The big probem is when you get it in your body. There it replaces calcium (weakening bones and teeth) and accumulates. Radium decay products are also poisonous, and radioactive. On top of which, you have the radiation damage. Alphas are very damaging inside the body - outside they don't much get through you skin. This is why the presence of dissolved radium salts in drinking water is very serious.

The regions effected have been radioactive basically for ever. The radium comes from Uranium-rich rocks and dirt deposited there when the Earth was younger. It got picked up when the EPA standard changed and officials decided to do a re-check: it seems it got tougher. So how are we supposed to figure out what this means?

In 1944 the, the Manhatten Project set the human tolerance dose at one 1μg (total) ingested... or 1μCu of activity. After that you had to stop working with radioactive stuff. That's smaller than a speck of dust so if you walked into a cloud of radium dust and breathed in you are basically dead meat, but the Texans are drinking it, not inhaling it. In much much smaller doses. So it will take a bit longer to build up in their bodies. How long?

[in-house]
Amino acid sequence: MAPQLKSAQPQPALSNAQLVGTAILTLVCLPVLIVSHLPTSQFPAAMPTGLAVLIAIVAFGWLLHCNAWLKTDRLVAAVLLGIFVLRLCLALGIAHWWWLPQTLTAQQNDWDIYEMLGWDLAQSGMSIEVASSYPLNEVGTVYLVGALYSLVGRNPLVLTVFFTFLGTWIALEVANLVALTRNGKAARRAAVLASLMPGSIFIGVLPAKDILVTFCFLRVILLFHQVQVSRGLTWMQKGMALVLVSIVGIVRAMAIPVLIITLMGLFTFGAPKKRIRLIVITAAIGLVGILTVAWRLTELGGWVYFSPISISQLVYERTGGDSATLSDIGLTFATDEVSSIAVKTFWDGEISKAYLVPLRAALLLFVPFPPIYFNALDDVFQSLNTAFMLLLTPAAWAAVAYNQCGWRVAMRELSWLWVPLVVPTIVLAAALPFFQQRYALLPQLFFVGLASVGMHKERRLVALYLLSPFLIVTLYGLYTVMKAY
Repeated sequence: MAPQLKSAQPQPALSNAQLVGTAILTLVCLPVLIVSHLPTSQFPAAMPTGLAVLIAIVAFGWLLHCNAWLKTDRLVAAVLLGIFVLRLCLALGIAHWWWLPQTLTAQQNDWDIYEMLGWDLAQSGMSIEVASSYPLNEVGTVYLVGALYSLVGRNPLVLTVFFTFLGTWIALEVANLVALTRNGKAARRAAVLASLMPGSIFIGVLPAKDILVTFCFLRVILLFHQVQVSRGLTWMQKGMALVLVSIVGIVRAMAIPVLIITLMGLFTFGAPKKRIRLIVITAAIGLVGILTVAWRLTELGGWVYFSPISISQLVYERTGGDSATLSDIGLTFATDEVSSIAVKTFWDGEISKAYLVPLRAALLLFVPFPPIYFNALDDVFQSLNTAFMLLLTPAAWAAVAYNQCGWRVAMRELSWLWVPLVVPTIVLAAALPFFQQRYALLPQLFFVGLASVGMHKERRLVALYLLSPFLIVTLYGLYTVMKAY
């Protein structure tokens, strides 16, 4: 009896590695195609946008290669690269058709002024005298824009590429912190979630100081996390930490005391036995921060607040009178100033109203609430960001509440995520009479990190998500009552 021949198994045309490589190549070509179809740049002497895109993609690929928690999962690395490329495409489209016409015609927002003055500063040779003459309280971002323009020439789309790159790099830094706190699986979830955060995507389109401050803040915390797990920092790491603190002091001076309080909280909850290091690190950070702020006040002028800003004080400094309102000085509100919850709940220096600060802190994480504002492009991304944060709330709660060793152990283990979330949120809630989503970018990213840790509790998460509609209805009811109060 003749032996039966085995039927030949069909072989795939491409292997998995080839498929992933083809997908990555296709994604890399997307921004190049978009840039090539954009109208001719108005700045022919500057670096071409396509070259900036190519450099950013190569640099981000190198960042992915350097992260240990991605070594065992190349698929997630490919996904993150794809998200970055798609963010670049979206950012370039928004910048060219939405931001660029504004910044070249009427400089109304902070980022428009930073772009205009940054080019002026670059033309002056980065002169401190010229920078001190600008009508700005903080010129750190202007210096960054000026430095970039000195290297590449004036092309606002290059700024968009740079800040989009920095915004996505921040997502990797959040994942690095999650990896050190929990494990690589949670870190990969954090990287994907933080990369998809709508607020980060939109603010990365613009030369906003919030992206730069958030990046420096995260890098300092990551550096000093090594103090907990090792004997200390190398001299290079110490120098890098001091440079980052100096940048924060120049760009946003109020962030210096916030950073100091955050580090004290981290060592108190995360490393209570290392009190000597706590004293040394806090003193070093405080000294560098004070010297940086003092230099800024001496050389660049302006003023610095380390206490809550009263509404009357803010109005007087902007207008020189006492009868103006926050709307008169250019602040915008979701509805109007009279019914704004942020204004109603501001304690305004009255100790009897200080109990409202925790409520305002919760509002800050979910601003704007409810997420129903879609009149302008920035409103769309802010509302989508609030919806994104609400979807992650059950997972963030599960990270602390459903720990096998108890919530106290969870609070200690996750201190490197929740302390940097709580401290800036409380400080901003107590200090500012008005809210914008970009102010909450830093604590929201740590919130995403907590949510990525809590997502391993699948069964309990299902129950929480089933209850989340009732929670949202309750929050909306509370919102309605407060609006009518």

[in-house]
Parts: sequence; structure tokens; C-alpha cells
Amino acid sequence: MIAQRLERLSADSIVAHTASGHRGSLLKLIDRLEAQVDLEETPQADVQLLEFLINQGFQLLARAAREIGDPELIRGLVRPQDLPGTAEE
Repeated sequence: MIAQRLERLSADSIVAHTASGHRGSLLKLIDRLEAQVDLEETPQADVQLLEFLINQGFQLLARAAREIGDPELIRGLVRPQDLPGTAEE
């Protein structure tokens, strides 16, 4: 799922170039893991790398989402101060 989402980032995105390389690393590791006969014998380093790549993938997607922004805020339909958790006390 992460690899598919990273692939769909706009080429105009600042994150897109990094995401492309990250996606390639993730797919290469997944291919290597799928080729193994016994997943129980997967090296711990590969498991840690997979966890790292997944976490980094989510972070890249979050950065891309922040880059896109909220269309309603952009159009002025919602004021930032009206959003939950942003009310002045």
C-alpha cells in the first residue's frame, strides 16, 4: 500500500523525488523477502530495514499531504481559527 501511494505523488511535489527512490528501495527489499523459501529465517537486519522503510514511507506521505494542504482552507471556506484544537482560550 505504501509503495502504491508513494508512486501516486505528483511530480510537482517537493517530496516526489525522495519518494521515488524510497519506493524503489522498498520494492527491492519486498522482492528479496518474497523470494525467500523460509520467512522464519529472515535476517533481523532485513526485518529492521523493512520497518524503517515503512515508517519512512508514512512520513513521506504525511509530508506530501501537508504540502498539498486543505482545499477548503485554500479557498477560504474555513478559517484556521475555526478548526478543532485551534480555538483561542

To ingest that much in Texas, you need to drink 50,000l of water from the most contaminated sites. If you drink the popular 2l a day it would take around 70 years to get this high (assuming steady consumption and 100% of the radium is retained.)

Of course, things have changed a bit since the Manhatten Project. We understand more about radiation now. It's more dangerous than they thought. From the above you can see why the EPA safe doses are what they are: there is no way, at those levels, of getting a health-threatening dose in your lifetime. Even if we halve the tolerance level, you still have 35 years to build it up. You can also see why the EPA and State people have not exactly been clamoring to tell everyone.

Has anyone done a review of health effects from such long exposure?  I can't tell. The few papers I've read (see the links on this page) haven't told me. But it's been like this for generations. The lime buildup could be more recent, but we are still talking geological time! This translates to at least decades of exposure at best. So you'd expect the leukemia and cancer rates in the area to be high, and the overall health to be low. May even have been going on long enough for insurance companies to notice.

My impression is that, bloggers screaming "cover-up" notwithstanding, the various US health-folk are in the process of checking. Wat with the general background of paranoia in the US, I imagine Texans will be buying a lot more bottled water from now on.